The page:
Sadly, he quickly discovers Kate isn’t exaggerating Tarawa’s flaws. Most atolls acquire a junk-heap quality because every materiel object brought to islands will either rot away or become incorporated into the landscape. Troost  writes, “There are few sights more dispiriting than a long seawall built with discarded junk-cars, tires, cans, oil barrels, et cetera - slicing through an emerald lagoon.” Military detritus from WWII still stands where it was last used, and it will, until the metal turns into a heap of rusted powder.
          But the visual pollution is nothing compared to the sewage and water problems on the over-populated island. Sewage treatment takes place during the high tide. Read Troost’s description of the locals “taking to the sticks,” and you’ll understand why sharks aren’t the most feared thing in the waters off of Tarawa.
          Fish, the major source of protein for the islanders, eat the waste. Thus, meals become somewhat akin to game of Russian Roulette. Most of the time the polluted fish only causes stomach discomfort. But the previous year, two children and an old man died after attending a birthday party where the hostess served Red Snapper. Their immune systems couldn’t handle the toxic waste.
          Turning on the tap to get a drink of water is also an unknown luxury on Tarawa. All drinking water must be boiled because the cisterns used to collect rainfall also collect critters, insects, and numerous forms of bacteria. While living on Tarawa is an environmental nightmare, accompanied by high prices and few modern conveniences, Troost’s wit somehow allows him and Sylvia to adjust. Her work includes daily battles with the inefficient government bureaucracy. While she tries to improve living conditions on the island, Troost pretends to be writing.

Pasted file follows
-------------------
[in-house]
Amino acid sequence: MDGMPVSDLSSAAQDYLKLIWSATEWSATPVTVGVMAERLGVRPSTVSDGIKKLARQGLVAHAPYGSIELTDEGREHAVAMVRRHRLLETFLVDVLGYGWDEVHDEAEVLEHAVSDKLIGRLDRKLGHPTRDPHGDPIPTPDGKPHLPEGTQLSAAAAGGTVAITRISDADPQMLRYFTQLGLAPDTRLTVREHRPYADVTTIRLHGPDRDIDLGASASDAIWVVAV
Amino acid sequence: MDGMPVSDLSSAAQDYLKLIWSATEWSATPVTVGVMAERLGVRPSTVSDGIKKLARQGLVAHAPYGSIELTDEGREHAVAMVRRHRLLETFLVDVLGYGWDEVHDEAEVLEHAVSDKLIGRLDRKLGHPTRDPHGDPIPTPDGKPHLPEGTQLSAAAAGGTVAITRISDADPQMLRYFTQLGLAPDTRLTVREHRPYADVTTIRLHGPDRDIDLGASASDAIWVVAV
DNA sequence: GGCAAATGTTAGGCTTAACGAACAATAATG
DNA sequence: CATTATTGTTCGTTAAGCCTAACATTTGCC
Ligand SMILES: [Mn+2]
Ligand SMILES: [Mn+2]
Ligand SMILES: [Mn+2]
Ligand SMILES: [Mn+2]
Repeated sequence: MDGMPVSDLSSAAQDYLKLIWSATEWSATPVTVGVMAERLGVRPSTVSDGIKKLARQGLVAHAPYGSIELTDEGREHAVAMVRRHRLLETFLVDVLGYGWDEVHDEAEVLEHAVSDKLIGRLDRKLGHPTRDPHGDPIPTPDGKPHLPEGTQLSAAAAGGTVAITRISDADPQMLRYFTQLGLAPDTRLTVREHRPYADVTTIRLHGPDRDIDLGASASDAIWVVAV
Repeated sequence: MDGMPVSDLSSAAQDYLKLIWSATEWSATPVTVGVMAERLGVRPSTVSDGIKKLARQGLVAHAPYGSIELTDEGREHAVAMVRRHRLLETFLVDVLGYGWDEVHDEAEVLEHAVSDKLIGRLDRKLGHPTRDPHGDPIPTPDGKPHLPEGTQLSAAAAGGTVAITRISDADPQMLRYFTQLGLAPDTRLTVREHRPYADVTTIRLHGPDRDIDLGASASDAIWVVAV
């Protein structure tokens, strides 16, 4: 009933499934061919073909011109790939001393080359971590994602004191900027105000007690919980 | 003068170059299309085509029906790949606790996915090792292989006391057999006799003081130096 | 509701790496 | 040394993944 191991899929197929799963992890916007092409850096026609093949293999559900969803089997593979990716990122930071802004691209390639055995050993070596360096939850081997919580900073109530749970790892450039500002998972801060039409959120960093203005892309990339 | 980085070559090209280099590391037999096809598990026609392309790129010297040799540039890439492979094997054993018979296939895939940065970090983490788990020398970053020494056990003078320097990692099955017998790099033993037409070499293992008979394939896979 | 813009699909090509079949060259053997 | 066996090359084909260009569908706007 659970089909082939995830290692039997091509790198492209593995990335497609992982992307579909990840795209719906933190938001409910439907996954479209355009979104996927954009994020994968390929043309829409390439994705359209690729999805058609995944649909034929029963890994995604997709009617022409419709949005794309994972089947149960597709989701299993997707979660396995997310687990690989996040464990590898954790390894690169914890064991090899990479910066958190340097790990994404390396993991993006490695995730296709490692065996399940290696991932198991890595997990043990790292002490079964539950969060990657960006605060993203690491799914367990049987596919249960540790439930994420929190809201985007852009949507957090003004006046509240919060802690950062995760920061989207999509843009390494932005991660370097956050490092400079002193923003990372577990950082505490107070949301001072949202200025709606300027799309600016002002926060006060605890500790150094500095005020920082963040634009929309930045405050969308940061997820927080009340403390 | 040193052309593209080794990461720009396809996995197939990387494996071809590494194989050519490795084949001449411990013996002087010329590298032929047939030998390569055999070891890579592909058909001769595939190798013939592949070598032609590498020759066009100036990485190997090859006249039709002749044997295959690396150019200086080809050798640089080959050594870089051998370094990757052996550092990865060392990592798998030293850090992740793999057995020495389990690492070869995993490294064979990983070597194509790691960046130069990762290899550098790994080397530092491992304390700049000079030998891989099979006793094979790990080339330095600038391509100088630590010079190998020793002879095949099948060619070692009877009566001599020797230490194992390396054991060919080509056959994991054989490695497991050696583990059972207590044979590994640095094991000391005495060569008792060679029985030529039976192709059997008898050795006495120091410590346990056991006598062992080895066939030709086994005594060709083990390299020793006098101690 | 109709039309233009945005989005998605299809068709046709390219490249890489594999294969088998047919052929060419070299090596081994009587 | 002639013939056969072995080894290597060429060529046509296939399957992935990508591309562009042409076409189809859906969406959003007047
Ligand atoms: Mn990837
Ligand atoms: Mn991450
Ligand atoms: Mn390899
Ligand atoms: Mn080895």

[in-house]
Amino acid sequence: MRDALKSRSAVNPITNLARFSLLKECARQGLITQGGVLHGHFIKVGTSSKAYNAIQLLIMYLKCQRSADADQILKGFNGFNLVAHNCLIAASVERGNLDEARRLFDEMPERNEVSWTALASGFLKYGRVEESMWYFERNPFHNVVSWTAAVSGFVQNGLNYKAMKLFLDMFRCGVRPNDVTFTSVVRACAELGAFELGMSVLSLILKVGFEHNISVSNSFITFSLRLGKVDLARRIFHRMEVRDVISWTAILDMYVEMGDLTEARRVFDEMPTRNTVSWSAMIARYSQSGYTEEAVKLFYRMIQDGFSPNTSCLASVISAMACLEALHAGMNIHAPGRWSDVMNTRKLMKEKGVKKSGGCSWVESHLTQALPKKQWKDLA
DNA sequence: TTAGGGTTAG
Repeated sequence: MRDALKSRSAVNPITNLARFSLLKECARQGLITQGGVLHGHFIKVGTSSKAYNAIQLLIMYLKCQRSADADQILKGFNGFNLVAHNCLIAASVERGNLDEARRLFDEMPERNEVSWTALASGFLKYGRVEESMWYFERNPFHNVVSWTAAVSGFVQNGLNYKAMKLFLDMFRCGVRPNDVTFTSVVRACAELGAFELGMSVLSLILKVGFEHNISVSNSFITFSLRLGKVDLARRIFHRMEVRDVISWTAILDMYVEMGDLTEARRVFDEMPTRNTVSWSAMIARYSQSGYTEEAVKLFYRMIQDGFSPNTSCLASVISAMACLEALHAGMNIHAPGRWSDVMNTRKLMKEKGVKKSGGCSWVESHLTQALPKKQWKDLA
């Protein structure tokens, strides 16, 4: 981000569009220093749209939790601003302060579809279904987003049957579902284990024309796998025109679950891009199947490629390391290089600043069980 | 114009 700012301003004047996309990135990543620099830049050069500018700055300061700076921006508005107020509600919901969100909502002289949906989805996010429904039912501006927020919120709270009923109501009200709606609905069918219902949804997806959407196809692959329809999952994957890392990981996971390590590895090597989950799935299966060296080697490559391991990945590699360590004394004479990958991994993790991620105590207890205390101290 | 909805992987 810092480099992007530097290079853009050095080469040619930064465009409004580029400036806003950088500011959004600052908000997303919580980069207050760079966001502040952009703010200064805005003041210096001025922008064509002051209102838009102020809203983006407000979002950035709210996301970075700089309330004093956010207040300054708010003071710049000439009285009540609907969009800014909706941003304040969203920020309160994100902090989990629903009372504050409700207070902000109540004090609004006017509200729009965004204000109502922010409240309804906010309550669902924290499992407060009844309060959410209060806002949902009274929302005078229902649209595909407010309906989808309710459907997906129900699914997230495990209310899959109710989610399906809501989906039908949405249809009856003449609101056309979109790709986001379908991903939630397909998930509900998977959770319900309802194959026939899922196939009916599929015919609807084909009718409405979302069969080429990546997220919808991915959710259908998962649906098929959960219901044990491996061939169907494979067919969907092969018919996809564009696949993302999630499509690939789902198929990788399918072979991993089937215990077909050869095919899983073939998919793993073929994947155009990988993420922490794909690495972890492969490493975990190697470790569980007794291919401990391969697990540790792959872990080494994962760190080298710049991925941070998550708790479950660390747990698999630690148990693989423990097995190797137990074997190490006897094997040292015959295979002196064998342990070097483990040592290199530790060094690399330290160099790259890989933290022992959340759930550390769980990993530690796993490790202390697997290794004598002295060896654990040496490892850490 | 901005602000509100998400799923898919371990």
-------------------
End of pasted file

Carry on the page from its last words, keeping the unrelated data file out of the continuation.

But often he must escape his neighbors’ repeated blasting of “La Macarena;” the only song the islanders appear to own. He begins exploring, seeking out islanders who can tell him more about their legends, customs, and origin. Life is good, until the Republic’s unreliable transportation system causes a major crisis, “The Great Beer Shortage.” If a delayed ship means people run out of Spam or canned peaches, they cope. Beer, on the other hand, is a substance without substitute, and any shortage creates chaos on the island.
          Troost packs this book with history, recounting the arrival of the “I-Matang” (Whites), who left a lasting Colonial imprint on the government and culture. He also devotes a chapter to “The Battle of Tarawa.” He writes, today, “laundry hangs from antiaircraft guns,” and children play on the turret of a Sherman tank. But the author believes it’s a downright disgrace that only one of his educated companions ever heard of Tarawa, and that few people know that 5500 men died defending the island.
          We are also introduced to the Tarawa’s strange characters including a “Poet Laureate” who has never written a poem. And like magic, we begin to understand why Troost can tolerate living without modern conveniences as he describes the unimaginably glorious colors of the sky and sea at the equator. So what if Air Kiribati breaks down constantly, or if too many wild dogs roam the island?
          “The Sex Lives of Cannibals” proves humor is a powerful tool. Troost’s adventure will leave you better informed and laughing. Enjoy!

First published in The New Falcon Herald